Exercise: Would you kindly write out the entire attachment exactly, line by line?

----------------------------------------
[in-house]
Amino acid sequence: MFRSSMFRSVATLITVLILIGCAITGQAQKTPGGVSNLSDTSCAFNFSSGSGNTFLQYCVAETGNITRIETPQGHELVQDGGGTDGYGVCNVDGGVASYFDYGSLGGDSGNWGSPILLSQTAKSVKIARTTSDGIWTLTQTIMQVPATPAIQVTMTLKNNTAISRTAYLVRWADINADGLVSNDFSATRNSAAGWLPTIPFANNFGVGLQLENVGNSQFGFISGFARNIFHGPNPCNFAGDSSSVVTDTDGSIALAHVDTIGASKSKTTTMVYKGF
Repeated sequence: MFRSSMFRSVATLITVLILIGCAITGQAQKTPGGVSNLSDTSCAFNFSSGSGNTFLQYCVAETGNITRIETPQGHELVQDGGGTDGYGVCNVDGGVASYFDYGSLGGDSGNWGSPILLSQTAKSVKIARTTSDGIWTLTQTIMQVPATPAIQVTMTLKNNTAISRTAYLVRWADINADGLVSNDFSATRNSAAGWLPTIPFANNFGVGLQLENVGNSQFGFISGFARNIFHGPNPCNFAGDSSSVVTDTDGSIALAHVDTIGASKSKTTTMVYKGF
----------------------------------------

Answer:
[in-house]
Amino acid sequence: MFRSSMFRSVATLITVLILIGCAITGQAQKTPGGVSNLSDTSCAFNFSSGSGNTFLQYCVAETGNITRIETPQGHELVQDGGGTDGYGVCNVDGGVASYFDYGSLGGDSGNWGSPILLSQTAKSVKIARTTSDGIWTLTQTIMQVPATPAIQVTMTLKNNTAISRTAYLVRWADINADGLVSNDFSATRNSAAGWLPTIPFANNFGVGLQLENVGNSQFGFISGFARNIFHGPNPCNFAGDSSSVVTDTDGSIALAHVDTIGASKSKTTTMVYKGF
Repeated sequence: MFRSSMFRSVATLITVLILIGCAITGQAQKTPGGVSNLSDTSCAFNFSSGSGNTFLQYCVAETGNITRIETPQGHELVQDGGGTDGYGVCNVDGGVASYFDYGSLGGDSGNWGSPILLSQTAKSVKIARTTSDGIWTLTQTIMQVPATPAIQVTMTLKNNTAISRTAYLVRWADINADGLVSNDFSATRNSAAGWLPTIPFANNFGVGLQLENVGNSQFGFISGFARNIFHGPNPCNFAGDSSSVVTDTDGSIALAHVDTIGASKSKTTTMVYKGF